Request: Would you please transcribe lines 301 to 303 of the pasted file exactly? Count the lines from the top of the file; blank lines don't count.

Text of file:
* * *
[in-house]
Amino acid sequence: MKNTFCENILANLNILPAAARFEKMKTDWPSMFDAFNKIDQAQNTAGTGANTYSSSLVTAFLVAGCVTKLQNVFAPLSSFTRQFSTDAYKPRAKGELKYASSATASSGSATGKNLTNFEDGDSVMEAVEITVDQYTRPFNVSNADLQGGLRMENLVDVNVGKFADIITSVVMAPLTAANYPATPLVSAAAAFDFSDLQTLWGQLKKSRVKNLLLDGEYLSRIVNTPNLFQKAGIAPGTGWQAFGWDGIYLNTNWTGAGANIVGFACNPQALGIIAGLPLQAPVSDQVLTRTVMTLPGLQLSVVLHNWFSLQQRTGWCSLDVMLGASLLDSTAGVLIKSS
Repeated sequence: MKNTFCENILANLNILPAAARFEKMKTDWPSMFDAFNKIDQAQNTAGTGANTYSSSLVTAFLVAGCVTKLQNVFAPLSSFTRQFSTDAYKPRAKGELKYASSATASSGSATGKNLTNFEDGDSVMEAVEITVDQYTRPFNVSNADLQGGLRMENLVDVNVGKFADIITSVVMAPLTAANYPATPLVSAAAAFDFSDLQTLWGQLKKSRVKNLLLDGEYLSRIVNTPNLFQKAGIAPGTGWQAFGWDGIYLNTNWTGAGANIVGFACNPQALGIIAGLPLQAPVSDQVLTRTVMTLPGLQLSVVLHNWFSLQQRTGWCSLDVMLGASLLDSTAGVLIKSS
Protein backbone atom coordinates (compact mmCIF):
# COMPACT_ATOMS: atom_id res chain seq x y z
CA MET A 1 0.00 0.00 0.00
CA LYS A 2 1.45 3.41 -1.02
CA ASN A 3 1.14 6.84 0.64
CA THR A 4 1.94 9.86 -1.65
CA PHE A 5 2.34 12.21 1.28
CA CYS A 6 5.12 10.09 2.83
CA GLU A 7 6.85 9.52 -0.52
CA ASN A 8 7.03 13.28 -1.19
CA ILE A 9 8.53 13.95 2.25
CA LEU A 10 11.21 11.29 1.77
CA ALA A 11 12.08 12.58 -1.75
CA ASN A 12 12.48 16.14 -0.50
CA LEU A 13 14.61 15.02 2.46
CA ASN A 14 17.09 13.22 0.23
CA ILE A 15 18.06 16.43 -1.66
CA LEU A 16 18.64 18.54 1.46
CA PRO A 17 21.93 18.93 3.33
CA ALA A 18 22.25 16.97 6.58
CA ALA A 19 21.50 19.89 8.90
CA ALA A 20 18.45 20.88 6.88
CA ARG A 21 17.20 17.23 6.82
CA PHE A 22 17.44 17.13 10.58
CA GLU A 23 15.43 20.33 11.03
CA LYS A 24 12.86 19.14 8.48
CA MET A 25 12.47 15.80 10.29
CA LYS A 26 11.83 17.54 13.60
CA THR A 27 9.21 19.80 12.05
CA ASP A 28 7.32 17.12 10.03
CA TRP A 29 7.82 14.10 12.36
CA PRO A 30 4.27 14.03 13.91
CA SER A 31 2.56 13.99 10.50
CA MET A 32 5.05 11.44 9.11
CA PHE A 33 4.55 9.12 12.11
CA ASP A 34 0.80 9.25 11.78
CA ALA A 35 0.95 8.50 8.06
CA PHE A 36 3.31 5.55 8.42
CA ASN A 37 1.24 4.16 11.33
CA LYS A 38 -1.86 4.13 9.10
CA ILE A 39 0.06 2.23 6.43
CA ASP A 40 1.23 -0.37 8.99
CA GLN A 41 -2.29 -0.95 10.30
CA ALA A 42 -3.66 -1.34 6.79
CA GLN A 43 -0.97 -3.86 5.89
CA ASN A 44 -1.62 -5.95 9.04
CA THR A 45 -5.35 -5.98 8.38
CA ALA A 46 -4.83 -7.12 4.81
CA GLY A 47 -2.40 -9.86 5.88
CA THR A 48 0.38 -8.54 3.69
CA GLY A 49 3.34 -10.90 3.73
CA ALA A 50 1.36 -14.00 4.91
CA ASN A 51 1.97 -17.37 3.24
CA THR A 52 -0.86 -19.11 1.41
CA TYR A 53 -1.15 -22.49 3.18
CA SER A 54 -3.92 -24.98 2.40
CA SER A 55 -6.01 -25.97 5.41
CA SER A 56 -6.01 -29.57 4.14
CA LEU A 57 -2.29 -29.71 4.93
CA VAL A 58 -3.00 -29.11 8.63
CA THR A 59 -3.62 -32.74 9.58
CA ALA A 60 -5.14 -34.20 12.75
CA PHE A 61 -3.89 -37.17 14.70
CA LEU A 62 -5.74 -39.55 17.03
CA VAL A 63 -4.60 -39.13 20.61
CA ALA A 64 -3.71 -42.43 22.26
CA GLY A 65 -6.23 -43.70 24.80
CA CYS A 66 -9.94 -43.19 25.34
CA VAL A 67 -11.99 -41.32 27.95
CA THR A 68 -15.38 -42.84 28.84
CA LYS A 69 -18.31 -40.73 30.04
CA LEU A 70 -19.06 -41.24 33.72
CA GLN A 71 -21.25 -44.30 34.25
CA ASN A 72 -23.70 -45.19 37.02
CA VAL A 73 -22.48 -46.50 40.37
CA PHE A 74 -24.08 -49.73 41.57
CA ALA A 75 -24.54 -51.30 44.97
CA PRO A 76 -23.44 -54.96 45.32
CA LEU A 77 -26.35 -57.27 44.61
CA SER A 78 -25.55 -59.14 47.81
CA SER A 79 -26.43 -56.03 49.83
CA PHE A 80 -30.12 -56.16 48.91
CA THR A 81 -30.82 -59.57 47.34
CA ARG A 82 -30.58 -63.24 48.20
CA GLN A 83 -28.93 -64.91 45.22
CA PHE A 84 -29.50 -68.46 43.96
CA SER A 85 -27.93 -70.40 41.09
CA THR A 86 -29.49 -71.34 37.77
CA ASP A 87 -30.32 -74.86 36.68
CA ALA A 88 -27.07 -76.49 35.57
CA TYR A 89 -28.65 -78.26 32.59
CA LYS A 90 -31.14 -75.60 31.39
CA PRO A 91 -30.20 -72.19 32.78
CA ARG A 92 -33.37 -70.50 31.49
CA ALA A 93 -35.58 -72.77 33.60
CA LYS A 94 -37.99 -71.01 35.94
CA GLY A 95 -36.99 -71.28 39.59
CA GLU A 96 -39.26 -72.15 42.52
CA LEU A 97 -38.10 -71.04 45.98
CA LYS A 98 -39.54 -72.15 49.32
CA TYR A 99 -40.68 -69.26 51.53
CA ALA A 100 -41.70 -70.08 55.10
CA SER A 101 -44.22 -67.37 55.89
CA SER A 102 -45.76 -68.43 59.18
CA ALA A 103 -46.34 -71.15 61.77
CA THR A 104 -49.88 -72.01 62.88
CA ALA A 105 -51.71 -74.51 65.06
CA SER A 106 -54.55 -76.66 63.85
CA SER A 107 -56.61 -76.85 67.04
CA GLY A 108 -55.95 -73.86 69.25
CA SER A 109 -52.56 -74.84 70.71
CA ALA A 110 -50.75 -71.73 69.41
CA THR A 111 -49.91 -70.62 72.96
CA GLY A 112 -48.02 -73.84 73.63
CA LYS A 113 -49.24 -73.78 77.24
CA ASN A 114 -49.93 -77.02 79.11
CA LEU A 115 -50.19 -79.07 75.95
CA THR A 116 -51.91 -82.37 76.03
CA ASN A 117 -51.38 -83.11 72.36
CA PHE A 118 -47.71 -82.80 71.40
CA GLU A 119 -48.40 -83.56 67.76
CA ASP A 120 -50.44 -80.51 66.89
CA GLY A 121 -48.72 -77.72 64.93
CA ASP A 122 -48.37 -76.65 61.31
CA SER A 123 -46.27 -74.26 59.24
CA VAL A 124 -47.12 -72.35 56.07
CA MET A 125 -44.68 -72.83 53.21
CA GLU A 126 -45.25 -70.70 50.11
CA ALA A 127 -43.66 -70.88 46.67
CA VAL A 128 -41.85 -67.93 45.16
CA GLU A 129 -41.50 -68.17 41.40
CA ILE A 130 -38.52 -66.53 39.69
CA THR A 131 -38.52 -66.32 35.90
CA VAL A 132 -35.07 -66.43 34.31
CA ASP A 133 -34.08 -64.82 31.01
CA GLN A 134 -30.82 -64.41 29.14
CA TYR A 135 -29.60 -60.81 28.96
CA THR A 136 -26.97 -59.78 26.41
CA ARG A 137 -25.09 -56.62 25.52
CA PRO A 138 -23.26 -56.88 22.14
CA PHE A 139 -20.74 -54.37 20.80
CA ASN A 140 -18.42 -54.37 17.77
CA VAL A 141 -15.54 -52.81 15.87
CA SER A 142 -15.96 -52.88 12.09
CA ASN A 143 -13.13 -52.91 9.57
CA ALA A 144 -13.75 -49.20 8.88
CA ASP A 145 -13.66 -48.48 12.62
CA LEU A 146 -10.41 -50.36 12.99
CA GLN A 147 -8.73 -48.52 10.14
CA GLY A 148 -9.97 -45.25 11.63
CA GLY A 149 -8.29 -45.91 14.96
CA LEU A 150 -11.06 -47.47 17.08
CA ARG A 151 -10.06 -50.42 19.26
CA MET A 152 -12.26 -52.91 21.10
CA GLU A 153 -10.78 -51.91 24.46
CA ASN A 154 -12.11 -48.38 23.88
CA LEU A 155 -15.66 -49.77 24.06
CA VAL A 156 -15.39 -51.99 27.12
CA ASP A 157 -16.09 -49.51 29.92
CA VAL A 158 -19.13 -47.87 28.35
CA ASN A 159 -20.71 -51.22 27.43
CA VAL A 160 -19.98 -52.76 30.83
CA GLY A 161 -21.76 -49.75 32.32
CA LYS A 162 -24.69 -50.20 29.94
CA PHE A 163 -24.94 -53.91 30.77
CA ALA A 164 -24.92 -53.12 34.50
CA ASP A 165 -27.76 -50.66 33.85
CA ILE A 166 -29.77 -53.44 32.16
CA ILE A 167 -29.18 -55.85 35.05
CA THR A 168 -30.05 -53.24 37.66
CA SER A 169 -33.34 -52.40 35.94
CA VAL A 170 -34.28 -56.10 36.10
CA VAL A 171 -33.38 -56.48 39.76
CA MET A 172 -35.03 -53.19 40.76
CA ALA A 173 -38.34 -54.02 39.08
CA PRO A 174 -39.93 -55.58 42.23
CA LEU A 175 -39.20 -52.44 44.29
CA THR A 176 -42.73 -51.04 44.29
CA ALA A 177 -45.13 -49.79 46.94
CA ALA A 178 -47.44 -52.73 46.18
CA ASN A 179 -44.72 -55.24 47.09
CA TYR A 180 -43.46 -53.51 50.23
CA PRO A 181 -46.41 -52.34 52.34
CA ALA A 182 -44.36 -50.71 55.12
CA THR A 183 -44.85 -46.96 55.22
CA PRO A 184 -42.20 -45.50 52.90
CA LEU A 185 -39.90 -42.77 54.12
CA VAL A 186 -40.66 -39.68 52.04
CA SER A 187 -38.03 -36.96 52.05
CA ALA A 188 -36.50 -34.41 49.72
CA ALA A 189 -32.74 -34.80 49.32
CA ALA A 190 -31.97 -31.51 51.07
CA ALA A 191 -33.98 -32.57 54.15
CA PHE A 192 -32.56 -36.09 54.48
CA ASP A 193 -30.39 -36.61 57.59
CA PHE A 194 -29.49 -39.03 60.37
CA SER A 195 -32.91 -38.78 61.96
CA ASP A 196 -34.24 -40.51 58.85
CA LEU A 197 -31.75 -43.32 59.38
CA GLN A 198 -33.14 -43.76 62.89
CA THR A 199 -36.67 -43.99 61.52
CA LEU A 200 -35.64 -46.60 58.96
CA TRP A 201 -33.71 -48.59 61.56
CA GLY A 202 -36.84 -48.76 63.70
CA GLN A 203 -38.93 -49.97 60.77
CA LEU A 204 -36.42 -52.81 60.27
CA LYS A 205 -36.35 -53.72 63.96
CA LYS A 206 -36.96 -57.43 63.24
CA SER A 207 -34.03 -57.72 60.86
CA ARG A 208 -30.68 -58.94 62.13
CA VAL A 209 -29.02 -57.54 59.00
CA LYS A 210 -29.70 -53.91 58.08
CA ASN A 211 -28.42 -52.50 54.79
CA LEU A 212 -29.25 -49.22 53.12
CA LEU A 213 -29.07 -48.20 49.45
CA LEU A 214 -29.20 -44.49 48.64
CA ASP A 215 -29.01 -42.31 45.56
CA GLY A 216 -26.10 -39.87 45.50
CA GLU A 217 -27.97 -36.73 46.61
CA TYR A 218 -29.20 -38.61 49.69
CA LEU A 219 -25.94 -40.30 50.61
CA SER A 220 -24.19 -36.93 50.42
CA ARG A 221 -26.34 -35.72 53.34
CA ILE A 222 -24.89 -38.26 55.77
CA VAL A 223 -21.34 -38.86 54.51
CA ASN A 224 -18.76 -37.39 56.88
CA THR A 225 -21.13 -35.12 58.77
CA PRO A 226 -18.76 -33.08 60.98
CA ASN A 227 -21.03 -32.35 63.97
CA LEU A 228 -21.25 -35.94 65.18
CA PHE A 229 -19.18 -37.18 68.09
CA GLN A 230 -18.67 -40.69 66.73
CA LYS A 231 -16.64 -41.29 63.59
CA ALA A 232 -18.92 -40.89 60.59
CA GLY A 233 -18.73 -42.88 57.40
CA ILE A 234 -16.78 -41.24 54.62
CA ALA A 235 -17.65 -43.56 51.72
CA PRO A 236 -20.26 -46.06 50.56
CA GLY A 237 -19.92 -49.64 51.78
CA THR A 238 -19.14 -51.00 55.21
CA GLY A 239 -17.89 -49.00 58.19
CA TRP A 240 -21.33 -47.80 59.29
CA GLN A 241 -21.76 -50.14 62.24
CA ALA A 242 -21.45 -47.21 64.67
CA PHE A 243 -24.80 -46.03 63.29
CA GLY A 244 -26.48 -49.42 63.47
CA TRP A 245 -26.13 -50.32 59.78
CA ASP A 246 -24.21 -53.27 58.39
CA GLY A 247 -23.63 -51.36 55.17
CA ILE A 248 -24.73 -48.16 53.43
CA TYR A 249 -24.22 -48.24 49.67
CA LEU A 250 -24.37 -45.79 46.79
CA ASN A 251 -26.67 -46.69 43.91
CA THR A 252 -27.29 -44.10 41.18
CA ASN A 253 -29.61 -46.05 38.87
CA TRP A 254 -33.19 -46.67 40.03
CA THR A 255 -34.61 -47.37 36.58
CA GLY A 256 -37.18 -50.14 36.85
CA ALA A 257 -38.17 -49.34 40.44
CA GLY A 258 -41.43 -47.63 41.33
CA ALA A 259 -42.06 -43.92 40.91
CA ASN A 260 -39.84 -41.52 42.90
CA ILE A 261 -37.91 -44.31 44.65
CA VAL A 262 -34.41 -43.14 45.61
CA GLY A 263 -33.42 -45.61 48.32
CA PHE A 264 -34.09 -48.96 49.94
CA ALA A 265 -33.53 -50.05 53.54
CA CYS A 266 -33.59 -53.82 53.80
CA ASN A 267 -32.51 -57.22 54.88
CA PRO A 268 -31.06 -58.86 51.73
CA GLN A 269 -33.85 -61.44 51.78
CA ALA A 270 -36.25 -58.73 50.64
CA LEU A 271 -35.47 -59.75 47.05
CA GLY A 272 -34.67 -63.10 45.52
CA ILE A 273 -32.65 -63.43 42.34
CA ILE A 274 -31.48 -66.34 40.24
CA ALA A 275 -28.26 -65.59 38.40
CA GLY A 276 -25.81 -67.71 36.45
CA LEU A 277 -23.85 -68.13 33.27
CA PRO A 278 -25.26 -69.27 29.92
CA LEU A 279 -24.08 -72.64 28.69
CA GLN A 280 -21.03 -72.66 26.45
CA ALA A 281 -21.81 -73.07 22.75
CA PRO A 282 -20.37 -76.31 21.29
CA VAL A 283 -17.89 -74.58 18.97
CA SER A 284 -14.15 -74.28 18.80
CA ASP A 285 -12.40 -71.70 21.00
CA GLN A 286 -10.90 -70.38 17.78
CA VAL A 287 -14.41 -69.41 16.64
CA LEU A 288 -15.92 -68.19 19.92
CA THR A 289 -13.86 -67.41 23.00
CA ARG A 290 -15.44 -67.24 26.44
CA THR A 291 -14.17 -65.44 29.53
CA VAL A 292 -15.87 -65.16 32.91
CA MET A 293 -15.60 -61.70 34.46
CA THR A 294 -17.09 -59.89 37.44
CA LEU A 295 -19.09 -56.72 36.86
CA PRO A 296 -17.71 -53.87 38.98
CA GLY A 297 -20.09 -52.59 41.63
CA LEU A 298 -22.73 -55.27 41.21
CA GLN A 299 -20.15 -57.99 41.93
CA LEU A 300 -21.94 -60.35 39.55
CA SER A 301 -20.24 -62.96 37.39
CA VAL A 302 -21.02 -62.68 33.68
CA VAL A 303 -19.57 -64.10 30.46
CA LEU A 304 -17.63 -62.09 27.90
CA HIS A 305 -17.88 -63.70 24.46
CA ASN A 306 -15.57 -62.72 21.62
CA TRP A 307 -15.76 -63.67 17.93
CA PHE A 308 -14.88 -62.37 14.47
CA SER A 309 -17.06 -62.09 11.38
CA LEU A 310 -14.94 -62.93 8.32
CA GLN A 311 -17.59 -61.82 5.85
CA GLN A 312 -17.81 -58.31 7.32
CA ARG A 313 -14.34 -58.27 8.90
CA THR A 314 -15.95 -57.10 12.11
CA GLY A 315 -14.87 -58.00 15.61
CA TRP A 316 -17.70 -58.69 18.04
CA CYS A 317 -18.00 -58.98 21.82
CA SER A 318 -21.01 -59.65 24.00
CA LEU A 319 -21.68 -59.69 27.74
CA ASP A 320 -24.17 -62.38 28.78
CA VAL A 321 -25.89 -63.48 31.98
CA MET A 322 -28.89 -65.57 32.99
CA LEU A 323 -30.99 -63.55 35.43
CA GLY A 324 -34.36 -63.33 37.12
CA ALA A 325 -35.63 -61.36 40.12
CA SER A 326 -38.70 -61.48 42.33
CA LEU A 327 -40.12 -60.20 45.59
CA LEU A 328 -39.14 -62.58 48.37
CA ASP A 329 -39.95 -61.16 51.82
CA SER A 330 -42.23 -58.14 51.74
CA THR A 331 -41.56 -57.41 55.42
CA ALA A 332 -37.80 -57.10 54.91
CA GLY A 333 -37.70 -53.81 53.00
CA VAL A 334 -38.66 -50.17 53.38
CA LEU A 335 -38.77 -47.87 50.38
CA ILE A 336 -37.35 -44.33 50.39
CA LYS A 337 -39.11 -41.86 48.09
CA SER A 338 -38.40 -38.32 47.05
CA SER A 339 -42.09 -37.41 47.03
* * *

CA PRO A 296 -17.71 -53.87 38.98
CA GLY A 297 -20.09 -52.59 41.63
CA LEU A 298 -22.73 -55.27 41.21